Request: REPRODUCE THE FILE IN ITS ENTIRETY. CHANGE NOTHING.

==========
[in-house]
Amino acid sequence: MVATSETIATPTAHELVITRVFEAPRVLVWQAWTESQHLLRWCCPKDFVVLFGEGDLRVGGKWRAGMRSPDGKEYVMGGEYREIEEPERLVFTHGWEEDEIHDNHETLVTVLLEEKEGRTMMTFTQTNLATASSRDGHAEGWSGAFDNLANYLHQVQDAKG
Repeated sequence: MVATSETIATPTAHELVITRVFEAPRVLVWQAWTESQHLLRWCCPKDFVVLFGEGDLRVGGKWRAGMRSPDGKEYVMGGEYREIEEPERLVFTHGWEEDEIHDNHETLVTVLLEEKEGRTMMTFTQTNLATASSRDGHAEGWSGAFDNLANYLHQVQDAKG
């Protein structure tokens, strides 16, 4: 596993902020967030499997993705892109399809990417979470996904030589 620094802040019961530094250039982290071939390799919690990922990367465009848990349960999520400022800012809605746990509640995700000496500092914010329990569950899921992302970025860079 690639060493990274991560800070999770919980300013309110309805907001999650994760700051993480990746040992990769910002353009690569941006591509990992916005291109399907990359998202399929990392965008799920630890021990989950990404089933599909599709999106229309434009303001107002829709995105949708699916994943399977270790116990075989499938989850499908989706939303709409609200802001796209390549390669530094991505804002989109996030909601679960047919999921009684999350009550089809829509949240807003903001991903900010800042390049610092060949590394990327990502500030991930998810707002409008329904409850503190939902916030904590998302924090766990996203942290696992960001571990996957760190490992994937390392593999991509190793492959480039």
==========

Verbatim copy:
[in-house]
Amino acid sequence: MVATSETIATPTAHELVITRVFEAPRVLVWQAWTESQHLLRWCCPKDFVVLFGEGDLRVGGKWRAGMRSPDGKEYVMGGEYREIEEPERLVFTHGWEEDEIHDNHETLVTVLLEEKEGRTMMTFTQTNLATASSRDGHAEGWSGAFDNLANYLHQVQDAKG
Repeated sequence: MVATSETIATPTAHELVITRVFEAPRVLVWQAWTESQHLLRWCCPKDFVVLFGEGDLRVGGKWRAGMRSPDGKEYVMGGEYREIEEPERLVFTHGWEEDEIHDNHETLVTVLLEEKEGRTMMTFTQTNLATASSRDGHAEGWSGAFDNLANYLHQVQDAKG
């Protein structure tokens, strides 16, 4: 596993902020967030499997993705892109399809990417979470996904030589 620094802040019961530094250039982290071939390799919690990922990367465009848990349960999520400022800012809605746990509640995700000496500092914010329990569950899921992302970025860079 690639060493990274991560800070999770919980300013309110309805907001999650994760700051993480990746040992990769910002353009690569941006591509990992916005291109399907990359998202399929990392965008799920630890021990989950990404089933599909599709999106229309434009303001107002829709995105949708699916994943399977270790116990075989499938989850499908989706939303709409609200802001796209390549390669530094991505804002989109996030909601679960047919999921009684999350009550089809829509949240807003903001991903900010800042390049610092060949590394990327990502500030991930998810707002409008329904409850503190939902916030904590998302924090766990996203942290696992960001571990996957760190490992994937390392593999991509190793492959480039």